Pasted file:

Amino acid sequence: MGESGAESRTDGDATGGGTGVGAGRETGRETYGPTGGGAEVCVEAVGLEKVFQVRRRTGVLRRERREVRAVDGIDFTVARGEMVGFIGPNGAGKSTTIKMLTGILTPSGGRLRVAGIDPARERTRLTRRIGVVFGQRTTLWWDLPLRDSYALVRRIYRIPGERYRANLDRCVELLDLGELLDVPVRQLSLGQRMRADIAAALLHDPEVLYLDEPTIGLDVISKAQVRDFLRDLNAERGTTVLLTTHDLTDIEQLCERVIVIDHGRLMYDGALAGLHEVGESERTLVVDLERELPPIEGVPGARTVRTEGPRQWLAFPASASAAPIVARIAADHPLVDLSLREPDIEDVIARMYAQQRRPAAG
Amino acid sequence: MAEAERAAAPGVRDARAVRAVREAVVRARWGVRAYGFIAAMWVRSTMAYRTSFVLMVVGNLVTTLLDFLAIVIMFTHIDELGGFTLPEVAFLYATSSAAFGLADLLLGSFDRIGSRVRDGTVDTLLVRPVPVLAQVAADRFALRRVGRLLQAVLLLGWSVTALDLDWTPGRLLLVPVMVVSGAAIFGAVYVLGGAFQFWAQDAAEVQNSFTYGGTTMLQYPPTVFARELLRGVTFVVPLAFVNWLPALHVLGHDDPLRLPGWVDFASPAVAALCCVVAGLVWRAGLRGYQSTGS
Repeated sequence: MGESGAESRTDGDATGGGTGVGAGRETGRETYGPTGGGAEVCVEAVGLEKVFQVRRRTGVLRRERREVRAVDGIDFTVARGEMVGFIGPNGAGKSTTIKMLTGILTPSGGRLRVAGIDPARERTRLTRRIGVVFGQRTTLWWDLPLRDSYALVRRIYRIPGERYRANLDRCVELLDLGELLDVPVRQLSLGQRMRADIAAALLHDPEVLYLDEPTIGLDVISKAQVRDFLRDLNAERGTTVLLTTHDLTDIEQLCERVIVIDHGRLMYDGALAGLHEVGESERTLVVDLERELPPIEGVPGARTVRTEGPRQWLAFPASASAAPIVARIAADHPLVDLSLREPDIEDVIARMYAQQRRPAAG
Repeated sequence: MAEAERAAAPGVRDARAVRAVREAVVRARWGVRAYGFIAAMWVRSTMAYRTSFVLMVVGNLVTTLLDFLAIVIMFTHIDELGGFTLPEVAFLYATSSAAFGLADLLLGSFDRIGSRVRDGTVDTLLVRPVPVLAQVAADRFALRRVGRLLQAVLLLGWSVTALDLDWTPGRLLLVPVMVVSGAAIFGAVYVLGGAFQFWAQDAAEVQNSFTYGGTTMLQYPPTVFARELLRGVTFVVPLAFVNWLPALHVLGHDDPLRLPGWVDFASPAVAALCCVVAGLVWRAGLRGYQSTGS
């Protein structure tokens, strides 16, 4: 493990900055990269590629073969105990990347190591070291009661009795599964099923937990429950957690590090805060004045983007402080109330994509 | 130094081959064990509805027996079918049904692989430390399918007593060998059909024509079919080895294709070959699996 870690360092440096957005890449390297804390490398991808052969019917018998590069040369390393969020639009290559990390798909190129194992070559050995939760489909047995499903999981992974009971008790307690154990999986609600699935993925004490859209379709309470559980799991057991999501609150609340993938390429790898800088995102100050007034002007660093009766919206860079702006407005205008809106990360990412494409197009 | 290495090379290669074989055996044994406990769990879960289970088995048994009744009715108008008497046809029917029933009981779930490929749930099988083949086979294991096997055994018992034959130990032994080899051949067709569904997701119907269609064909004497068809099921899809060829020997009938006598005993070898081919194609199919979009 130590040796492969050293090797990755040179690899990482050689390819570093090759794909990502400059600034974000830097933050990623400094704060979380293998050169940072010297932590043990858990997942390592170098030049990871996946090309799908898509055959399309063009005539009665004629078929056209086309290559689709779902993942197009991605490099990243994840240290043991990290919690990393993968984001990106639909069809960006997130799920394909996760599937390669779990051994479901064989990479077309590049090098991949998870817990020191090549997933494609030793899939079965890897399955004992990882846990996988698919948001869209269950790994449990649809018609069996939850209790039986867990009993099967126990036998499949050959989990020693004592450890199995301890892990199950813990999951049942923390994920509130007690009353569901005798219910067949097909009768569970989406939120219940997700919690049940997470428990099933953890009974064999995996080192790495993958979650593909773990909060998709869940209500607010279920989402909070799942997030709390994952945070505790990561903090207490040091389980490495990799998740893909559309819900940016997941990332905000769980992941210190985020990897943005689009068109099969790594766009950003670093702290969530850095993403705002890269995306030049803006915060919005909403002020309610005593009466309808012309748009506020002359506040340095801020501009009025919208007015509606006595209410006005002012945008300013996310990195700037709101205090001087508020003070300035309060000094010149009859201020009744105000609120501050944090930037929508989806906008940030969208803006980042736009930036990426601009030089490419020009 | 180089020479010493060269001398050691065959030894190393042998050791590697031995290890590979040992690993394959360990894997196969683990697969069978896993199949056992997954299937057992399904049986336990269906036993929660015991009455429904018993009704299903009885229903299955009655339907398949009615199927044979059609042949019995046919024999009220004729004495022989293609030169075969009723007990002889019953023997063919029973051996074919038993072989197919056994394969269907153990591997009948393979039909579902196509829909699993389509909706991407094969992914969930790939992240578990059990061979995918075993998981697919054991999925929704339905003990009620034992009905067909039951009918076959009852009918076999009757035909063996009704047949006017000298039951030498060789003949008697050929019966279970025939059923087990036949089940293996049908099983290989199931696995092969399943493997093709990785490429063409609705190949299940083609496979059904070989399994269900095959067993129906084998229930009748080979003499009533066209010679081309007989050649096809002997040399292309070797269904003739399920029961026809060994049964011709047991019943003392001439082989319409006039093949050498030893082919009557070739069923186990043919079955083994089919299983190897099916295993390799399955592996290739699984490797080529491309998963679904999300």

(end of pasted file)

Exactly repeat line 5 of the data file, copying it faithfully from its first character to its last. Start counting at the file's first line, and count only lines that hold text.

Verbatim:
């Protein structure tokens, strides 16, 4: 493990900055990269590629073969105990990347190591070291009661009795599964099923937990429950957690590090805060004045983007402080109330994509 | 130094081959064990509805027996079918049904692989430390399918007593060998059909024509079919080895294709070959699996 870690360092440096957005890449390297804390490398991808052969019917018998590069040369390393969020639009290559990390798909190129194992070559050995939760489909047995499903999981992974009971008790307690154990999986609600699935993925004490859209379709309470559980799991057991999501609150609340993938390429790898800088995102100050007034002007660093009766919206860079702006407005205008809106990360990412494409197009 | 290495090379290669074989055996044994406990769990879960289970088995048994009744009715108008008497046809029917029933009981779930490929749930099988083949086979294991096997055994018992034959130990032994080899051949067709569904997701119907269609064909004497068809099921899809060829020997009938006598005993070898081919194609199919979009 130590040796492969050293090797990755040179690899990482050689390819570093090759794909990502400059600034974000830097933050990623400094704060979380293998050169940072010297932590043990858990997942390592170098030049990871996946090309799908898509055959399309063009005539009665004629078929056209086309290559689709779902993942197009991605490099990243994840240290043991990290919690990393993968984001990106639909069809960006997130799920394909996760599937390669779990051994479901064989990479077309590049090098991949998870817990020191090549997933494609030793899939079965890897399955004992990882846990996988698919948001869209269950790994449990649809018609069996939850209790039986867990009993099967126990036998499949050959989990020693004592450890199995301890892990199950813990999951049942923390994920509130007690009353569901005798219910067949097909009768569970989406939120219940997700919690049940997470428990099933953890009974064999995996080192790495993958979650593909773990909060998709869940209500607010279920989402909070799942997030709390994952945070505790990561903090207490040091389980490495990799998740893909559309819900940016997941990332905000769980992941210190985020990897943005689009068109099969790594766009950003670093702290969530850095993403705002890269995306030049803006915060919005909403002020309610005593009466309808012309748009506020002359506040340095801020501009009025919208007015509606006595209410006005002012945008300013996310990195700037709101205090001087508020003070300035309060000094010149009859201020009744105000609120501050944090930037929508989806906008940030969208803006980042736009930036990426601009030089490419020009 | 180089020479010493060269001398050691065959030894190393042998050791590697031995290890590979040992690993394959360990894997196969683990697969069978896993199949056992997954299937057992399904049986336990269906036993929660015991009455429904018993009704299903009885229903299955009655339907398949009615199927044979059609042949019995046919024999009220004729004495022989293609030169075969009723007990002889019953023997063919029973051996074919038993072989197919056994394969269907153990591997009948393979039909579902196509829909699993389509909706991407094969992914969930790939992240578990059990061979995918075993998981697919054991999925929704339905003990009620034992009905067909039951009918076959009852009918076999009757035909063996009704047949006017000298039951030498060789003949008697050929019966279970025939059923087990036949089940293996049908099983290989199931696995092969399943493997093709990785490429063409609705190949299940083609496979059904070989399994269900095959067993129906084998229930009748080979003499009533066209010679081309007989050649096809002997040399292309070797269904003739399920029961026809060994049964011709047991019943003392001439082989319409006039093949050498030893082919009557070739069923186990043919079955083994089919299983190897099916295993390799399955592996290739699984490797080529491309998963679904999300």